• New parties are suddenly being formed and old alliances are forgotten for new coalitions.
• South Africa’s politicians seem to be as inclined as their Kenyan counterparts to jump ship and shop around for new partners in the run-up to elections.
You know how in Kenya you can always tell an election is coming up by the way new parties are suddenly formed and old alliances are forgotten for the bright, shiny promise of new coalitions?
Well, South Africa’s politicians seem to be as inclined as their Kenyan counterparts to jump ship and shop around for new partners in the run-up to elections.
That said, perhaps the South Africans have been less prolific than Kenyans on account of the fact here they elect parties and not individuals. That means you the voter go to the voting booth, put your mark against your political party of choice, and then the party decides who to appoint to Parliament, municipality, etc., to represent you.
Next year will see the country’s local government elections. Unlike Kenyans, who vote for every single elected office holder at one go, the South Africans have two separate polling dates two years apart.
However, there is a change to the system on the cards, if Mmusi Maimane, the former leader of the opposition Democratic Alliance (DA), has his way.
Maimane resigned as party leader and as an MP last year after he was ‘handbagged’ by his predecessor Helen Zille.
During his time outside Parliament and power, Maimane has been working with other political leaders, such as Congress of the People (Cope) leader Mosiuoa ‘Terror’ Lekota, to change the way MPs, premiers and councillors are chosen.
By the way Lekota, a former Defence minister and ex-ANC chairman, broke away from the ruling party in the 2008 election year and got back into Parliament on the strength of his own party.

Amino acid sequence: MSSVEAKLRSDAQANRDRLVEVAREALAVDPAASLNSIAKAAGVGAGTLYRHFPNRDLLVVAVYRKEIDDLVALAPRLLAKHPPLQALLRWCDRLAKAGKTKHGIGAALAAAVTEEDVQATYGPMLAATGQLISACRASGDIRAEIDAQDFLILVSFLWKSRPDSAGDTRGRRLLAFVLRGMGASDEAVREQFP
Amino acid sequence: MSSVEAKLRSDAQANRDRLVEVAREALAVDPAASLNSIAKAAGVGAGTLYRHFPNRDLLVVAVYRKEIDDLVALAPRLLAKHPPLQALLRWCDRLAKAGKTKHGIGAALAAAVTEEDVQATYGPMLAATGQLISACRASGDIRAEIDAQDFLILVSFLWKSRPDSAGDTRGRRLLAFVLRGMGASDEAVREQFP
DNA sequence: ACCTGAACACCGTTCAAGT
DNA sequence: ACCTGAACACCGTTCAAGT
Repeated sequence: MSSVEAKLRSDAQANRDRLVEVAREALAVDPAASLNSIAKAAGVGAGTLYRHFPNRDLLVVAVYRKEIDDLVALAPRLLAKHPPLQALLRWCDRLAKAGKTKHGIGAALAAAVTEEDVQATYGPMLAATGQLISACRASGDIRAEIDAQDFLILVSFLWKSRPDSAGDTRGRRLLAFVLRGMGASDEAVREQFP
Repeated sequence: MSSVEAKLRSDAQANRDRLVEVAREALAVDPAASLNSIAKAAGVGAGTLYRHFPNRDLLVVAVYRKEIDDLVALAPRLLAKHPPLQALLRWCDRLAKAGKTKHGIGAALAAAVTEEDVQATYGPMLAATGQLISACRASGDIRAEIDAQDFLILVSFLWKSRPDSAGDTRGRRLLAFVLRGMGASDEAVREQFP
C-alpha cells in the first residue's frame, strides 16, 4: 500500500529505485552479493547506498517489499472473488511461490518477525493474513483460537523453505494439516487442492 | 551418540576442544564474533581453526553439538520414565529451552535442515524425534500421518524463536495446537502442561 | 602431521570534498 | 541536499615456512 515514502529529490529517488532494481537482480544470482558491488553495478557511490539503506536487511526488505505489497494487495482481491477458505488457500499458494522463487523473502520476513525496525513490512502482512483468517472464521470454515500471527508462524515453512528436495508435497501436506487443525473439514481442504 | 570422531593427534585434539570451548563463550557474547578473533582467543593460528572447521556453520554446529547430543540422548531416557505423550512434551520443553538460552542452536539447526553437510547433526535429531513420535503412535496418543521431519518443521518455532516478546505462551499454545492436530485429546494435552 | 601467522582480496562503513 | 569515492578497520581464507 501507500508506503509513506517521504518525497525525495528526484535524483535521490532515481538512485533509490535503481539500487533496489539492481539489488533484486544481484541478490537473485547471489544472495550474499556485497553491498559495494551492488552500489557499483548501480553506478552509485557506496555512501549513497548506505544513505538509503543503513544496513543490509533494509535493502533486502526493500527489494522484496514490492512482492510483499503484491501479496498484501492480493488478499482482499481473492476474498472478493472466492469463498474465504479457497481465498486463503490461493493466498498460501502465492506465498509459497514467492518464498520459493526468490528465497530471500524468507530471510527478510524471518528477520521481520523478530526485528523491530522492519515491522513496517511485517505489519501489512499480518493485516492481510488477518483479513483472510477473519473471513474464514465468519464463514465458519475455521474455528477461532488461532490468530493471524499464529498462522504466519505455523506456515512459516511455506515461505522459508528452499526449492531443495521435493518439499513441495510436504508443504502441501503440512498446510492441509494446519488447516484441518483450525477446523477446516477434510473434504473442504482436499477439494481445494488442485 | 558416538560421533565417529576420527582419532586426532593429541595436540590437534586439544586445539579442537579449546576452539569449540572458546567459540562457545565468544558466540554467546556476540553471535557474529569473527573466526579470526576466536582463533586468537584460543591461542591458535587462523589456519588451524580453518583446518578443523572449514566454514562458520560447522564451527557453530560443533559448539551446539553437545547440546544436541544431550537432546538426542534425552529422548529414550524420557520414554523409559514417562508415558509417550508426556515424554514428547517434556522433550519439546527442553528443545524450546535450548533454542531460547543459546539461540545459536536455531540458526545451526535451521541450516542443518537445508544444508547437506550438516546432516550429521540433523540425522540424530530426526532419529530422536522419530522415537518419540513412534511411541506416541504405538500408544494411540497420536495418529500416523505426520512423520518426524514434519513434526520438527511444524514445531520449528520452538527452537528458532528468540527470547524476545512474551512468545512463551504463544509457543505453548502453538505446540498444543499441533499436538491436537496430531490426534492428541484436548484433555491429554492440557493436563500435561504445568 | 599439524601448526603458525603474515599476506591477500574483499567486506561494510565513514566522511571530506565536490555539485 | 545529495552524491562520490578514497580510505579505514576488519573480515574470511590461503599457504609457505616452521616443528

Lekota has sponsored a bill in Parliament on behalf of Maimane, which, if it passes, will pave the way for individuals to be elected.
They claim this will be one way to end corruption. All I can say is good luck to them, but perhaps they should look around the continent and see where this idea has worked in the same way.
Meanwhile, for Maimane, an earlier dalliance with another former DA leader, Herman Mashaba (as mayor of Johannesburg, who quit last year, citing differences with DA party leadership) seems to have been set aside.
Mashaba has his own party now, the Action SA party, which just recently suffered a defeat when the Electoral Commission rejected its application for registration. A terrible body blow ahead of the 2021 elections. So they will have to look for a new name.
Meanwhile, Maimane’s latest flavour of the month is a “symbiotic working partnership” with a newly formed civil society organisation (and I say, wannabe political party), the United Independent Movement.
The UIM is the brainchild of wealthy businessman and former ANC security adviser Neil De Beer, who resigned from the ANC after 32 years of membership. His UIM shares a vision with Maimane’s OSA to educate South Africans about their power and fundamental right to elect independent candidates to office.
Already the constitutional court is playing ball. In a judgement in June, the court ordered Parliament to change the electoral laws to allow for independent individuals to stand for election to Parliament.
This new pairing, Maimane and De Beer, reminded me of when Kenneth Matiba and Martin Shikuku got together. Strange bedfellows, if ever there were such.
Speaking of Shikuku, I’m reminded that he also switched parties at least four times in his career. From the Nairobi People’s Convention Party to the Kenya Afrtican Democratic Union, where he joined Daniel arap Moi and Ronald Ngala before they crossed over to Kanu.
Expelled from Kanu, Shikuku joined the original Ford before hiving off to form Ford-Asili, which he later led after Matiba lost interest.
As for Moi, who incidentally was sworn in as Kenya’s President for the first time on this day 42 years ago, he only hopped parties once but in the end, some might argue he managed to change the Kanu he joined into as close a copy of the Kadu he left.
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